On January 1 2020, legal restrictions on HFCs and HCFCs in Australia were tighteded.
As of January 1, Australia’s bulk HFC import limit for 2020-2021 was set at 7.25 million metric tons of CO2e — almost 10% less than 2018-2019 when it was 8 million metric tons of CO2e. This schedule is more aggressive than that set by the Kigali Amendment to the Montreal Protocol, which Australia has ratified.
In addition, the import and manufacturing of all types of HCFC equipment is now banned. “From 1 January 2020, importing or manufacturing all types of HCFC equipment (including, for example, HCFC aerosols and HCFC fire protection equipment) is banned, except in certain circumstances,” said the Australian Government Department of Environment and Energy website.
Stationary AC has most HCFCs, HFCs
According to a presentation from Australian climate research firm Expert Group at last year’s ATMOsphere Australia 2019 conference in Melbourne, stationary air conditioning equipment represents the largest portion of Australia’s current bank of HCFCs and HFCs at 61% (as of 2016). This is followed by mobile air conditioning at 21% and refrigerated cold food chain at 14%.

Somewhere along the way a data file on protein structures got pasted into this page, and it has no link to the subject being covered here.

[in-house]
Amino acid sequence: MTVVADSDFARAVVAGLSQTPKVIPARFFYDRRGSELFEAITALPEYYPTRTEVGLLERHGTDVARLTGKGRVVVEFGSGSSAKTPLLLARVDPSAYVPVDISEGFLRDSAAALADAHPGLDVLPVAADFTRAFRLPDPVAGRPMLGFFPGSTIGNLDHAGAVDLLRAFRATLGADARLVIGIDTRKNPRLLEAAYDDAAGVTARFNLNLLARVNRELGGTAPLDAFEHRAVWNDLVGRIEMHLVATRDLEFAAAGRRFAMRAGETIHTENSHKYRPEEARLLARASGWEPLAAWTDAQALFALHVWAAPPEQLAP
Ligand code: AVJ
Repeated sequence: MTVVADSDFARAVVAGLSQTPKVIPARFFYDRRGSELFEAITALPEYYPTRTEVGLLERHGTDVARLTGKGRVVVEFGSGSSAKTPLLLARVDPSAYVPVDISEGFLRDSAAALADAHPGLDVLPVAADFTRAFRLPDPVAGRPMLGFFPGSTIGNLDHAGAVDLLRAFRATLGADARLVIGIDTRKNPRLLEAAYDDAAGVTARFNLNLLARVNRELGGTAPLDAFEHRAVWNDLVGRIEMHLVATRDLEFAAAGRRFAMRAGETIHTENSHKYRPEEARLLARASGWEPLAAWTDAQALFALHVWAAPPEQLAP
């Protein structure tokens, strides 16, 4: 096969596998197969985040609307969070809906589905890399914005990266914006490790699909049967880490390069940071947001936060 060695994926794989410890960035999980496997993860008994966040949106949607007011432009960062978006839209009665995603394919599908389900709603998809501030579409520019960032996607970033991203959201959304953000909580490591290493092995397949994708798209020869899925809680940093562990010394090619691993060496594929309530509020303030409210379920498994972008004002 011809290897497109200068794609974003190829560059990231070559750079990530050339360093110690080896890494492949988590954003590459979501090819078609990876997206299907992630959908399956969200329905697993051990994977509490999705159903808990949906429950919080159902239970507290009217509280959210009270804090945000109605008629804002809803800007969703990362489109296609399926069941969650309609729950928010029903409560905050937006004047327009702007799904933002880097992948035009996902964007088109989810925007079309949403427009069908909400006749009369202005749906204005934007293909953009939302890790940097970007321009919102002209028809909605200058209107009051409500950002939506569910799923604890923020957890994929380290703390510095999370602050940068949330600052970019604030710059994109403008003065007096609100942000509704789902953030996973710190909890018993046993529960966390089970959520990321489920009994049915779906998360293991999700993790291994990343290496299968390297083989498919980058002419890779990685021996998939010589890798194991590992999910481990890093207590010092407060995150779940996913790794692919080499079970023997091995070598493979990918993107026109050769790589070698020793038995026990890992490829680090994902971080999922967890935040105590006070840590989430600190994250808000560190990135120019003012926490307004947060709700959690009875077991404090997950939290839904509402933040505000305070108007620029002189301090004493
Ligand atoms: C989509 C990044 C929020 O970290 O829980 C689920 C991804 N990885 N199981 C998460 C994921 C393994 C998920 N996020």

The most common HFCs and HCFCs used in each application are as follows, the presentation said:
- Stationary AC: mostly HFC-410 and HCFC-22
- Mobile AC: mostly HFC-134a
- Refrigerated cold food chain: mostly HFC-404A/134a and HCFC-22
- Domestic refrigeration: mostly HFC-134a
The next HFC phase down step will take place in 2022 when the import quota will drop from 7.25 to 6.25 million metric tons of CO2e.